In Annals of translational medicine
Background : The purpose of this study was to explore the common characteristics of fenestral otosclerosis (OS) which are misdiagnosed, and develop a deep learning model for the diagnosis of fenestral OS based on temporal bone high-resolution computed tomography scans.
Methods : We conducted a study to explicitly analyze the clinical performance of otolaryngologists in diagnosing fenestral OS and developed an explainable deep learning model using 134,574 temporal bone high-resolution computed tomography (HRCT) slices collected from 1,294 patients for the automatic diagnosis of fenestral OS. We prospectively created an external test set with 31,774 CT slices from 144 patients, which contained 86 fenestral OS ears and 202 normal ears and used it to evaluate the performance of our otosclerosis-Logical Neural Network (LNN) model to assess its potential clinical utility. In addition, we compared the diagnostic acumen of seven otolaryngologists with the otosclerosis-LNN approach in the clinical test set, which was mixed with 78 fenestral OS and 62 normal ears. Finally, to evaluate the assisting value of the model, the seven participants were again invited to classify all cases in the clinical test set after referring to the diagnostic results of the model, to which they were blinded.
Results : The diagnostic performance of otologists was not satisfactory, and those CT samples which were misdiagnosed had similar characteristics. Based on this finding, we defined three subtypes of fenestral OS lesions that are suitable for clinical diagnosis guidance: "focal", "transitional", and "typical" fenestral OS. The most encouraging result is that the model achieved an area under the curve (AUC) of 99.5% (per-ear-sensitivity of 96.4%, per-ear-specificity of 98.9%) on the prospective unknown external test. Furthermore, we used this model to assist otologists and observed a consistent and significant improvement in diagnostic performance, especially for the newly defined focal and transitional fenestral OS, which led to the initial high misdiagnosis rate.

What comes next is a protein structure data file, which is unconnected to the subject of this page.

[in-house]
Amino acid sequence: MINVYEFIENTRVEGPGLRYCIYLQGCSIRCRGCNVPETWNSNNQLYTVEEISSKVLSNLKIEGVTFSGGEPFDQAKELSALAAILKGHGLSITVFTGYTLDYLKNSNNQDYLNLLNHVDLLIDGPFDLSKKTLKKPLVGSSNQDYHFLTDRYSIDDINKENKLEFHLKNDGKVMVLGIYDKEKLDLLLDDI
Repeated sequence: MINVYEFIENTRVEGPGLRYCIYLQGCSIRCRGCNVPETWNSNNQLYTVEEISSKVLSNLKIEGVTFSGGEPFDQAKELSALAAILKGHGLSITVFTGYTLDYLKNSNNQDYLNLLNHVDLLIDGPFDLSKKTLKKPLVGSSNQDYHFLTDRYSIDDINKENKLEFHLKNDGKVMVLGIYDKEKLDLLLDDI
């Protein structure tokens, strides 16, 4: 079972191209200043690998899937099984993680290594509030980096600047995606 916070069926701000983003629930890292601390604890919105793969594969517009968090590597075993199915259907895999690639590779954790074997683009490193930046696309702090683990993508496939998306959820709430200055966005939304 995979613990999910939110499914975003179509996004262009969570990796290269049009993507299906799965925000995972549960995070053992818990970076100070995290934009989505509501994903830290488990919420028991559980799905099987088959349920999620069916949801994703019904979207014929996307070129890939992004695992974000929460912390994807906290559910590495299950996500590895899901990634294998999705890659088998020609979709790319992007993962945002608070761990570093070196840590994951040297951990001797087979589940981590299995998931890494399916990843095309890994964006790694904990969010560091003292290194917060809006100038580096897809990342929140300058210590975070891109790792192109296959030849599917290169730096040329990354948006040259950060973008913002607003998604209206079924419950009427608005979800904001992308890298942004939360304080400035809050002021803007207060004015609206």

Conclusions : Our findings of the fine-grained classification of fenestral OS could have implications for future diagnosis and prevention programs. In addition, our deep OS localization network is an effective approach providing assistance to otologists to deal with the significant challenge of the misdiagnosis of fenestral OS.
Tan Weimin, Guan Pengfei, Wu Lingjie, Chen Hedan, Li Jichun, Ling Yu, Fan Ting, Wang Yunfeng, Li Jian, Yan Bo
Fenestral otosclerosis, artificial intelligence (AI), deep learning, high-resolution computed tomography